.) Decks that play both packages There are some decks that fit into both category 1 as well as category 2 (so you could argue if this category is even necessary) and are doing a pretty good job of making use of both packages. The most notable example is Sultai Midrange which is capable of playing the aggressor as well as the defender equally well.

.) "Pure" Combo decks Although they often times also overlap with the first 2 categories, their goal to win the game and match is entirely different. Although they can win via several different card interactions, creature combat usually is not one of them. Decks like Storm, Academy and the latest addition Oracle Breach fall into this category.

.) RDW Most of the time mono coloured, in very few cases with a light splash. Oftentimes seen as the "fun police" of the format. As in: If you durdle around too much you will be taken out by this strategy. The most redundant strategy and therefore one of the most consistant.

.) Taxing Decks Some taxing decks actually also fall under the discard category so mostly this includes DnT as well as WW. The gameplan involves denying the opponent proper usage of their resources and finishing them off with a slew of creatures before they can leverage any kind of advantage.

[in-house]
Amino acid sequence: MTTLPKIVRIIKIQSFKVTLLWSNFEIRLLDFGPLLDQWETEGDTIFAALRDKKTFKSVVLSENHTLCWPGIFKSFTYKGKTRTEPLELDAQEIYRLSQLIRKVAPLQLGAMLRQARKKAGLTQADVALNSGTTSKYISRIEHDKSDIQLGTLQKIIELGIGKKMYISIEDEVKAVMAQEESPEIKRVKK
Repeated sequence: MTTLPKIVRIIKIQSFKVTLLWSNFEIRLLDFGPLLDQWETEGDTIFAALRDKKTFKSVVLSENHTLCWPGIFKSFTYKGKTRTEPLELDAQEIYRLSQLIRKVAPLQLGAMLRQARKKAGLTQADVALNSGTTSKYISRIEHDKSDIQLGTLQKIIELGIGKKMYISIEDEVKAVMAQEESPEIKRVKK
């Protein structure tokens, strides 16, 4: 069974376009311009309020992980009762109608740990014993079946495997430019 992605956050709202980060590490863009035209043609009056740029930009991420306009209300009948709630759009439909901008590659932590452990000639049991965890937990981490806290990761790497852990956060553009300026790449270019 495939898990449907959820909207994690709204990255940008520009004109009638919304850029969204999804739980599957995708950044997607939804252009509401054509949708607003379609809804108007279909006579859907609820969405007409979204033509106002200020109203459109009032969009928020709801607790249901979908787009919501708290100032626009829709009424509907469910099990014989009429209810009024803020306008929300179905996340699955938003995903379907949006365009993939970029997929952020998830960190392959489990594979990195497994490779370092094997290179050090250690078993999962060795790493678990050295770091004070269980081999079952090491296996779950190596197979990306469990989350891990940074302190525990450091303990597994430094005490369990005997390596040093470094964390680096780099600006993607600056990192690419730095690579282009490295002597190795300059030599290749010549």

.) Cradle Decks They deserve a seperate category when it comes to "combo" decks because of their reliance on creatures which means they can be interacted with but also win via a different angle. These are the classic Mana Elf into big baddy decks.

.) Others Any deck not falling into one of the above categories. Entries from the tournaments into this category inclued for example Naya Midrange and Bant Bogles (Picture of all decks labled according to their category)

An astonishing 50+% of the decks were running Dig Through Time and Treasure Cruise, in most cases alongside Counterspells! Matter of fact, if you check the decklists from the last tournament in Vienna the average deck there [Not the average blue, the average deck!] was running 8 counterspells!
Combo and Discard decks add up for about 30% of the metagame.
This means that 4 in 5 decks (80%) fall into one of the first 4 (or really rather 3) catergories! (Metagame share per category)

Even without any further analysis this already screemed like an unhealty metagame to me, but I wanted to take a deeper look.
So I compared the expected amount of those decks to show up in the Top4 (or Top8 if the tournament had at least 16 participants) to the actual numbers. (Decks in the winners metagame)

While decks of the first 3 catergories fare slightly worse than expected, decks from the bottom 4 catergories fare even worse.
The big winner is Combo with an overrepresentation among the top decks!
Thanks to the strong showing of combo, decks from the first 4 (really 3) catergories make up a whooping 87% of the winners metagame, compared to the 80% of the overall metagame! (winners metagame percentages)

The bottom of the standings were a better representation of the overall metagame with numbers being very similar to the expected values. (decks in the losers metagame)

Dig/Cruise decks as well as Combo decks were doing just a tad bit better than expected but those are in no way significant outliers when you take the samplesize into consideration. (losers metagame percentages)